O'Brien also played up a fund outlined in the plan, and a separate pot of annual aid money called for in a proposed Great Lakes Water Authority.

"That's significant money, it goes a long way," he said.

Detroit's bankruptcy trial, meanwhile, resumes Monday, five days after City Council members reclaimed power over city government while agreeing to keep Emergency Manager Kevyn Orr in place for bankruptcy-related duties.

The deal means council will resume control over city departments, contracts and other day-to-day matters. Orr's official removal will be effective if the city's debt-cutting bankruptcy plan is confirmed.

Orr is expected to testify soon about the debt-cutting plan.


(313) 222-2028
Federal Bankruptcy Judge Upholds Massive Water Shut-offs in Detroit
Thousands protested in solidarity with Detroit on July 18, 2014.
Matt Helms, Detroit Free Press 10:41 a.m. EDT September 29, 2014

Detroit's bankruptcy judge today said he lacked the authority to issue a restraining order to stop water shutoffs over delinquent bills, saying that there is no constitutional right to water and a moratorium would be a financial hit to the Detroit Water and Sewerage Department.

"Chapter 9 strictly limits the courts' power in a bankruptcy case," U.S. Bankruptcy Judge Steven Rhodes said as he read a ruling from the bench this morning.

While Rhodes' ruling made it clear he understood the scope of the problem of water shutoffs in a city with deep poverty, he said the plaintiffs in the case — advocates including Moratorium Now, the Peoples Water Board and the National Action Network — did not make the case that a six-month moratorium was necessary or within his powers.

He also noted that Detroit and Wayne, Oakland and Macomb counties are in the process of approving a new Great Lakes Water Authority under which Detroit would maintain ownership of the region's water and sewer system but lease the pipes that largely serve the suburbs, in exchange for $50 million a year for 40 years dedicated to fixing aging water and sewer lines.

Given that Detroit is in bankruptcy and under intense pressure to make every operation in the city as cost-effective and efficient as possible, "the last thing it needs is this hit to its revenues," Rhodes said.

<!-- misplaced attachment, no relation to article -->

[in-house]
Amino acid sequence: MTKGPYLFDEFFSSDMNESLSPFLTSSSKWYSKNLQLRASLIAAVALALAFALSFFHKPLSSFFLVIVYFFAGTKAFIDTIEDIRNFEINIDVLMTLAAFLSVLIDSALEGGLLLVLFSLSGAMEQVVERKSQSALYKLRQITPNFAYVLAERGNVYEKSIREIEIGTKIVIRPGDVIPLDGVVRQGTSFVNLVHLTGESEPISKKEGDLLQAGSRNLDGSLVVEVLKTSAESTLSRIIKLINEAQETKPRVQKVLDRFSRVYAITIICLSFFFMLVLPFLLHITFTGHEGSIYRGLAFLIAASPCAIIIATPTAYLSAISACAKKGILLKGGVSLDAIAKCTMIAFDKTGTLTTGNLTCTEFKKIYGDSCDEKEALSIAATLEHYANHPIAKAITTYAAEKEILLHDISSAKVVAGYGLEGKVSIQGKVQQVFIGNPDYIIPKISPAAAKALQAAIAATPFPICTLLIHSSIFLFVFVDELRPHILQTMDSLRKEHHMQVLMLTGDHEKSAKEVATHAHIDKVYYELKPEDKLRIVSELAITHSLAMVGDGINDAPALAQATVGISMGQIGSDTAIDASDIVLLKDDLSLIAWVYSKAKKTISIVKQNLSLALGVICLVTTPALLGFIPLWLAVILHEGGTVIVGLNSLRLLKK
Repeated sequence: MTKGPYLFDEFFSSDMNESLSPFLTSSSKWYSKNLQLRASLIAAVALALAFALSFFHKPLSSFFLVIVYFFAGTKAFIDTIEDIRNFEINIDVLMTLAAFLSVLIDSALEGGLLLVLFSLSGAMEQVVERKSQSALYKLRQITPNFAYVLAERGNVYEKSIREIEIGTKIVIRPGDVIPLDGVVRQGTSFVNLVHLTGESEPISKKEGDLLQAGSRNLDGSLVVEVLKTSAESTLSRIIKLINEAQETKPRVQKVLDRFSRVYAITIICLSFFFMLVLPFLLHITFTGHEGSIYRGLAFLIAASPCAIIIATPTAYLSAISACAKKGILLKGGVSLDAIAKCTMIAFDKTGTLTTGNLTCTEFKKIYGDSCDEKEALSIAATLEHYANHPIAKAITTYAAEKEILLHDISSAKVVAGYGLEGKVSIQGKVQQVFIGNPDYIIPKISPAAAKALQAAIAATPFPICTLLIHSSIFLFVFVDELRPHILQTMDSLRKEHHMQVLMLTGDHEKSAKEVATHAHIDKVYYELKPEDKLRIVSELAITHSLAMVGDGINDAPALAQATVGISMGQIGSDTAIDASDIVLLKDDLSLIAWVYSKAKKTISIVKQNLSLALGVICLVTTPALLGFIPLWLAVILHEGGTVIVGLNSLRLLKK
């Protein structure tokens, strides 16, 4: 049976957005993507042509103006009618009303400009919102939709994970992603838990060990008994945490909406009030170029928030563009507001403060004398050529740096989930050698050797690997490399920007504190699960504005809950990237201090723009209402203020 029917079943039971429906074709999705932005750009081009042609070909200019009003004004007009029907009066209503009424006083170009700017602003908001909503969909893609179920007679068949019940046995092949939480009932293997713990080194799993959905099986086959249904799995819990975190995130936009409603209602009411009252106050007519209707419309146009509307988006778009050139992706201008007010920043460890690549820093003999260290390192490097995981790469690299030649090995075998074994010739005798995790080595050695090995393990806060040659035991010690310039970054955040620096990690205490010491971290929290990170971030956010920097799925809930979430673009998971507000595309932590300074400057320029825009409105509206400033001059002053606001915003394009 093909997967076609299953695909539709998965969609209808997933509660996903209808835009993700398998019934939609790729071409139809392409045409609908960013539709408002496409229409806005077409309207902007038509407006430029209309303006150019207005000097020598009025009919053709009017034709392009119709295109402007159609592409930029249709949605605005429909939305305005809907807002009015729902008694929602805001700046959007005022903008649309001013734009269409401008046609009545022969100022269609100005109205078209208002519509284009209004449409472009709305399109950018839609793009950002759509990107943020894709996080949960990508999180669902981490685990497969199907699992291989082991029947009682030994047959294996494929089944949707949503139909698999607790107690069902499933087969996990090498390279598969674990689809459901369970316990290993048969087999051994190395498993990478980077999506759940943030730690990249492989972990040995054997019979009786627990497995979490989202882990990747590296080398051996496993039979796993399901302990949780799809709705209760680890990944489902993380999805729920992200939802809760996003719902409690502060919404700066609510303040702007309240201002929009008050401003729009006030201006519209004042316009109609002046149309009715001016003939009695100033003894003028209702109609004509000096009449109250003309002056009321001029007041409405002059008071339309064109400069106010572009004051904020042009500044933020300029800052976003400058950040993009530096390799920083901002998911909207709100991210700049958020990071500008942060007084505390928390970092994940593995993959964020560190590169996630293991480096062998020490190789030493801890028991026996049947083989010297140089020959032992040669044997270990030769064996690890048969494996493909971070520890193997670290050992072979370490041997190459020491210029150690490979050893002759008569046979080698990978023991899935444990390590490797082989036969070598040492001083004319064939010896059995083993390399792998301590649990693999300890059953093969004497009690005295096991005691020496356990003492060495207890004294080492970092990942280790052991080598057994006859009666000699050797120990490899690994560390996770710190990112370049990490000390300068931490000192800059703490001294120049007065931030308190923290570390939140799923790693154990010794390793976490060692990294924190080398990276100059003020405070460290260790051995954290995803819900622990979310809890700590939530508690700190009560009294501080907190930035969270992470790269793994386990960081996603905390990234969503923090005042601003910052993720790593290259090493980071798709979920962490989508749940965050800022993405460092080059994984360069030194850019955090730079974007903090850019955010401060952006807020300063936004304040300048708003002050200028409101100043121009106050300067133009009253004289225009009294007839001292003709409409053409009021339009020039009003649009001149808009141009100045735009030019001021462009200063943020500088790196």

Hundreds participate in a march and rally calling for a moratorium on water shutoffs from Cobo Center to Hart Plaza in Detroit on July 18, 2014.(Photo: Kathleen Galligan/Detroit Free Press)
Alice Jennings, a lawyer representing the plaintiffs who sought a moratorium on water shutoffs, said she is disappointed in Rhodes' ruling and will look to appeal his decision.

"No one ever said the water had to be free," Jennings said. "Our position is the water had to be affordable. We're still looking for affordable water."

Jennings said the most important part of Rhodes' ruling was his admission cutting off water service causes irreparable harm. Jennings pointed out the city does not have specific data on how often water has been cut off at homes with children or disabled people.

Jennings said federal mediators and the state came up with a plan to save art at the Detroit Institute of Arts. Why not a plan to save people without access to affordable water, she asked.

"We need to evaluate how many people are without water and the safety and health risks involved," she said. "Come up with the grand bargain to save the health and safety of the children and seniors."

The testimony came this morning in the hearings on Detroit's bid to get out of bankruptcy.

Rhodes also is likely to hear updates from city lawyers about the agreement reached last week to keep emergency manager Kevyn Orr on the job until the bankruptcy exit strategy is approved, yet restore power to run city government to Mayor Mike Duggan and the City Council.